[BA]What are your expectations for Nairobi?

[SA] We are definitely looking at an outcome which would be in line with the demand of the situation as regards the unfulfilled promises to the LDCs. We want substantive, binding, LDC specific decisions which should be commercially meaningful on all four elements of the Bali package i.e DFQF market access, rules of origin, the operationalisation of the service waiver and cotton. We are also hopeful that we will have an outcome close to our satisfaction on the special and differential treatment (S&DT).

[BA]Nairobi is not the end, but nobody knows what will follow: A continuation of the DDA? A new negotiating format? News issues? How do you see the post-Nairobi era?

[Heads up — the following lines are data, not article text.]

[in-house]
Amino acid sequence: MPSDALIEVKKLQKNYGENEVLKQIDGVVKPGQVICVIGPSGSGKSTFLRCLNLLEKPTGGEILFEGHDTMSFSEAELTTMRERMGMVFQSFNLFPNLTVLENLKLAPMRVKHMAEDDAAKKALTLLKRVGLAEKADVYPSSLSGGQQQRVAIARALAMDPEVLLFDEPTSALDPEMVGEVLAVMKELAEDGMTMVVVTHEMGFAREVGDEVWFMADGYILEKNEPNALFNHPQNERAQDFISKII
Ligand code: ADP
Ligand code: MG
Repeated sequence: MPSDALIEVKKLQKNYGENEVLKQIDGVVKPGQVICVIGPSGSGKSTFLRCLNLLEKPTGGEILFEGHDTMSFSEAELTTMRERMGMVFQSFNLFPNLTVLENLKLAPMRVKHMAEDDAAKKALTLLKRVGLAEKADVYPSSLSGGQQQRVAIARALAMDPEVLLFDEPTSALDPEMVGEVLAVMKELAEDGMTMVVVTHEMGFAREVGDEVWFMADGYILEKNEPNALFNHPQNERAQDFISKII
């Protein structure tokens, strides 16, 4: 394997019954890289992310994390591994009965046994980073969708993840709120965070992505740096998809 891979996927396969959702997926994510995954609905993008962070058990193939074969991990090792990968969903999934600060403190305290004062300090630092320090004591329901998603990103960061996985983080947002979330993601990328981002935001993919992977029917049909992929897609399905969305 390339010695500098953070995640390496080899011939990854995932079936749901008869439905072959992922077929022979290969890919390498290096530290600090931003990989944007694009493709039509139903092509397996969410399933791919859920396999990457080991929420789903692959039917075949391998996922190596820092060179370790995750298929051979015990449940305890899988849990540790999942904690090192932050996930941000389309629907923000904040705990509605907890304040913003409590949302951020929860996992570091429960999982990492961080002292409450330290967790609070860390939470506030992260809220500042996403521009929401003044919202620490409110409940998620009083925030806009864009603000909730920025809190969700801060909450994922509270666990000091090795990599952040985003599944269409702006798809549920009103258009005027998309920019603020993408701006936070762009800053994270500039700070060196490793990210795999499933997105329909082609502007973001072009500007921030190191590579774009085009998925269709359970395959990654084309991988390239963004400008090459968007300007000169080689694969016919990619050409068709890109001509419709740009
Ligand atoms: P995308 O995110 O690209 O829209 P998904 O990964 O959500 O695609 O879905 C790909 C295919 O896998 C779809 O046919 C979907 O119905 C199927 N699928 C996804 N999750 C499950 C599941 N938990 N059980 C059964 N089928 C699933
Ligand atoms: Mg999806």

[SA] I can only tell you that we had high expectations of the Doha Development Agenda (DDA). It was not fulfilled and there is a long road travelled between 2001 and now. We still think that DDA issues are important and they are not dead. We believe  that these issues should  be somehow discussed after Nairobi. That is our intention. That is our preference.

[BA] At present, the achievement of the DDA objectives seems out of reach for Nairobi. It seems that some delegations would prefer to cover the development objectives through an LDC package only. Do you see the possibility to have a credible LDC package, if there are no or only minimal concessions in favor of all the developing countries?

[SA] I think the intention of going for a meaningful, substantive LDC package is there. That is what we discern in members’ statement. But once we get into negotiations, only then we know where we can get! It is an ongoing process… it is a work in progress. So I believe it is rather foolhardy to predict anything at this point. I think there are good signs that we will get an LDC package which will be meaningful for us.